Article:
It’s safe for Formula One to be in Bahrain this week and it’s in no way changing how people perceive an oppressive regime but FIA President Jean Todt didn’t attend this weekend’s Bahrain Grand Prix. The alleged reason is that Todt spent the weekend campaigning for this fall’s FIA Presidential election in which Todt is expected to go unopposed.
That means that Todt has essentially fabricated an excuse to not be in Bahrain this weekend so he can avoid any potential controversies of Formula One being a marketing tool of a regime that’s violently beating down groups that oppose them. Last year, the general feeling in the paddock was that no one wanted to be there. A pair of Force India mechanics left the country early after team members were caught in a petrol bomb attack while heading to the hotel from the circuit.
Meanwhile, Bernie Ecclestone said that the Bahrain government was stupid for holding this race. Not because they have their own issues to sort out before they can be taken seriously on an international stage but because the Grand Prix gives anti-government protesters more exposure on the world stage. Only in F1 can someone basically advocate for an oppressive regime to continue oppressing freedoms and be able to get away with it.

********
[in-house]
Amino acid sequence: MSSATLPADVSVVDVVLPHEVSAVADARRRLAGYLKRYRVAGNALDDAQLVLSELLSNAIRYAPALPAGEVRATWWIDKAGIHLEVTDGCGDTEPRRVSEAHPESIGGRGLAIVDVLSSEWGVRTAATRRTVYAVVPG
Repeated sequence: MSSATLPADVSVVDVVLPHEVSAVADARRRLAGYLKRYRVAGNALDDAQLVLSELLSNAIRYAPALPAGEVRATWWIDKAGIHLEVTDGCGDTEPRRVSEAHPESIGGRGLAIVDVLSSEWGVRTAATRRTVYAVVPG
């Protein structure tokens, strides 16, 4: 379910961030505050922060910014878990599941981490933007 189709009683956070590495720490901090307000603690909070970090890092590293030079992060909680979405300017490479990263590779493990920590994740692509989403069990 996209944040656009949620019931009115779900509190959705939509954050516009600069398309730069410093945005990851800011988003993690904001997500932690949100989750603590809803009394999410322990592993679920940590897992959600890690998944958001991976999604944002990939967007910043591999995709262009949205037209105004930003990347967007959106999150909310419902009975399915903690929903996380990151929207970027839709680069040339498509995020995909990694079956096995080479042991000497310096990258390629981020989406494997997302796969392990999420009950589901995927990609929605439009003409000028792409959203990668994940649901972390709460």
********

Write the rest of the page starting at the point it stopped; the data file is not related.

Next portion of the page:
Mercedes Grand Prix executive director Toto Wolff still holds ownership stakes in both Mercedes GP and Williams F1. While there’s no rule outlawing owning two Grand Prix teams (Red Bull owns RBR and Toro Rosso), Wolff has decided to divest himself of his share in Williams since he’s working for the Silver Arrows now.
Wolff currently has a 16% ownership stake in Williams and plans to sell to a responsible buyer so Williams is still in good shape after he leaves. He hasn’t set a deadline to sell his stake by because he doesn’t perceive a conflict of interest as he doesn’t have an operational role at Williams.
He still has one more potential conflict of interest with Williams. Toto’s wife, Suzie, is still a test and development driver with Williams. If she gets in a race seat, who would he be cheering for?